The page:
9) Emily King – Seven EP… Emily was the opening artist on the Blessed Unrest Tour, and hearing her every night was one of my favorite parts about the tour. This EP is inspiring and grooving and subtle and sexy and a perfect bull’s eye for her sound. Her live drummer James Williams is a BOSS, but interestingly enough, all the drums on this EP are programmed… and the tones are incredible.

10) Bill Frisell, Ron Carter, Paul Motian… This trio album featuring three of my favorite musicians reveals something new every time I listen to it. Paul Motian plays brilliantly on these tracks, and all three of these guys are such amazing listeners. They improvise with the same attention to detail that I hear in carefully produced electronica (like the above-mentioned Aphex record).

11) Dave Barnes – Golden Days… Paul Mabury on drums. Man, I mean I’ll listen to ANYTHING that he plays on and end up really enjoying it. Not that Barnes’ latest record is a disappointment on some level outside of the drums, but the thing I keep coming back to on this album is Paul’s pocket and ideas. Noteworthy: Really creative use of subtle but effective “organic” drumkit loop overdubbing.

12) U2 – Songs Of Innocence… The backlash that U2 received for giving away their record still blows my mind. Haha. I loved it! I loved seeing that they had a new record and then realizing that it was already in my iTunes. I also enjoy all these tunes, Bono’s voice, and Edge’s guitar parts. I usually don’t relate super closely with Larry Mullen’s drumming, and this album is no exception, but I do really like the minimal sonic role that the drums play in the mix. These days it’s almost fatiguing how often I hear mixes with drums compressed and boosted to the point of drowning out the vocalist. Larry’s playing works directly alongside the way it sits in the whole mix in a way that really helps the song and I can’t argue with that.

Happy New Year, blog readers!

A few months ago I had the privilege and pleasure of joining my new friend Billy McLaughlin and a pile of other great Twin Cities musicians in recording Reinhold Niebuhr’s powerful Serenity Prayer. What an important message.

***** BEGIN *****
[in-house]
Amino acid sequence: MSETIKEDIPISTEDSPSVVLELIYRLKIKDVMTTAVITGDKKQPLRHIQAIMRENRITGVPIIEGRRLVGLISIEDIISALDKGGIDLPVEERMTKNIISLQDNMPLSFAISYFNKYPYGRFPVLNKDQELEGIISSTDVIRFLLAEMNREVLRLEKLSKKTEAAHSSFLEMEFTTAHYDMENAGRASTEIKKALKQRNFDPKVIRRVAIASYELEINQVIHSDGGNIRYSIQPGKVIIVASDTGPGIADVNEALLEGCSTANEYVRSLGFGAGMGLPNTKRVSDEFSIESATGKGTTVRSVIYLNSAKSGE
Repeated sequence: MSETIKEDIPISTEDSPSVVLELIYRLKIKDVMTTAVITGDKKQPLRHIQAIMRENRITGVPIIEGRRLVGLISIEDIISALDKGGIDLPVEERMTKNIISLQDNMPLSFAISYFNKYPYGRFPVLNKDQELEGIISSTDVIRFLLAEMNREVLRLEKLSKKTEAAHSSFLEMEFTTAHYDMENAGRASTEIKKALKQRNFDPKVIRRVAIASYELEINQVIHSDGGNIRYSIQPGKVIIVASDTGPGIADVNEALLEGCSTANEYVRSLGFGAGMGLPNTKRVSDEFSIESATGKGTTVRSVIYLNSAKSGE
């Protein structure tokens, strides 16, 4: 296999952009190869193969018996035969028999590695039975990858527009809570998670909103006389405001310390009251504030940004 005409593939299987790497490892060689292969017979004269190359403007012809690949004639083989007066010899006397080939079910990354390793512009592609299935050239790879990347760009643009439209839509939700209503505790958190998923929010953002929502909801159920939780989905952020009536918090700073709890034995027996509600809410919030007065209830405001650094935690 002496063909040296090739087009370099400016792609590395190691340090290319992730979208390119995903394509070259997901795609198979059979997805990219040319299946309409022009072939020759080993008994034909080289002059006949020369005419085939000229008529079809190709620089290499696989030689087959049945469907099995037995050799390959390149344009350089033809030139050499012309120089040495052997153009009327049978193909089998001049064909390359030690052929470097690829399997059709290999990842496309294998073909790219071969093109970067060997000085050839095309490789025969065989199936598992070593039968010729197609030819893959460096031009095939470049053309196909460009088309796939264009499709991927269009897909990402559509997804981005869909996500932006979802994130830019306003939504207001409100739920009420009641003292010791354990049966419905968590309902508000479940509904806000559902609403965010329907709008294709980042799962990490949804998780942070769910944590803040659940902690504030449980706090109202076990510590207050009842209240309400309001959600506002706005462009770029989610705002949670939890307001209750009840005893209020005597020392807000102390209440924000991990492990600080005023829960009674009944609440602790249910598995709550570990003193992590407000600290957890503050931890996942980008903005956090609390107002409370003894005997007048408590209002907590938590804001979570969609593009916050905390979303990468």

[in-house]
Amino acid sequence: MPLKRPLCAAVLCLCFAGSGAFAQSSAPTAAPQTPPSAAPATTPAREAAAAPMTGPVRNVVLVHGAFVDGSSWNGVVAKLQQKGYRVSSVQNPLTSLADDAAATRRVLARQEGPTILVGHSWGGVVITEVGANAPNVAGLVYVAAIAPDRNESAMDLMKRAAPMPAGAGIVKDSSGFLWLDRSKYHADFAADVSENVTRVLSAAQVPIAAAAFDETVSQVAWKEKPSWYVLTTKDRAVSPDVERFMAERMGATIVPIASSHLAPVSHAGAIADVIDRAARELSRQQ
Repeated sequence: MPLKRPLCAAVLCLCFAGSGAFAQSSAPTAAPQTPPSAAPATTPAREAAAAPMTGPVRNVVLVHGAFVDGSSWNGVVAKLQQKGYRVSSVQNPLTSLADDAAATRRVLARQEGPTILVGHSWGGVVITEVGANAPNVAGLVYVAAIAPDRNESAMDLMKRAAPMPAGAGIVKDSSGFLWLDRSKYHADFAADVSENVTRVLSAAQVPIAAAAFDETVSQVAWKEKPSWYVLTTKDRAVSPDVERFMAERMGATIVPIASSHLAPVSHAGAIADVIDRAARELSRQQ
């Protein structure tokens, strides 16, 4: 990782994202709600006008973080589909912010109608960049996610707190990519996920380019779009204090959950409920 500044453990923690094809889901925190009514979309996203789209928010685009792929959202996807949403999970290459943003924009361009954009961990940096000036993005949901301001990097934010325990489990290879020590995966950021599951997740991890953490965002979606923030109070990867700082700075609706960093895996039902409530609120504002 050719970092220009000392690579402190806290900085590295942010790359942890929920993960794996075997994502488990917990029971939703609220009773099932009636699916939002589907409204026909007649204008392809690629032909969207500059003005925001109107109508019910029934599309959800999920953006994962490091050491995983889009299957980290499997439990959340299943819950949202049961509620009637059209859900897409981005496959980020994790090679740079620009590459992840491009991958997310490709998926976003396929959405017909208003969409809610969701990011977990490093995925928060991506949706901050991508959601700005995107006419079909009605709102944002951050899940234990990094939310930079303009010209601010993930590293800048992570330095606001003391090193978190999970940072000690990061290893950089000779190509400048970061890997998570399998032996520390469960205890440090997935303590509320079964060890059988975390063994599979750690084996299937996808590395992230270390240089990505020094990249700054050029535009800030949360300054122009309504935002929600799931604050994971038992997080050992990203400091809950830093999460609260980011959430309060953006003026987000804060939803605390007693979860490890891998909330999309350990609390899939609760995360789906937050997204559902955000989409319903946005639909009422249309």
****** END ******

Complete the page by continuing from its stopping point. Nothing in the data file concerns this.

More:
Be blessed in 2015!

This is some pretty inside humor, but I loved every second.

HT: Robert Christenson

According to Tony…


HT: Cindy Blackman

Do you want to watch any more of my miscellaneous drumcam footage? If not, don’t watch the video below.

That tune was one of my favorites to play from this past summer’s LBD tour. The arrangement leans a little more funk than the studio recording, and the pocket between me, Chris (bass), and Misty (keys) was always fun to sit in. A full gear breakdown can be found here, but specifics for this tune include 16″ hats (Paiste 602 ME crash top and Twenty Series med light bottom) and a 5.5×14 Canopus ash snare.

Also, a significant difference between this footage and my previous drumcam vids is the audio source… I didn’t record my in-ear mix this time and instead synced the FOH recording to the GoPro footage. So what you’re hearing is a direct feed of the board mix, which is might sound strange because nobody ever actually hears that. Consider this: the FOH engineer uses the board to send audio signal to the speakers, which then cranks through the room and is accompanied by stage volume, crowd noise, and natural room reverb. The pro in a board mix is the clean and clear sound – the con is the somewhat unnatural presence of the tones compared to the actual live environment. But I’m not complaining. It’s cool to have the board mixes to listen back to and learn from.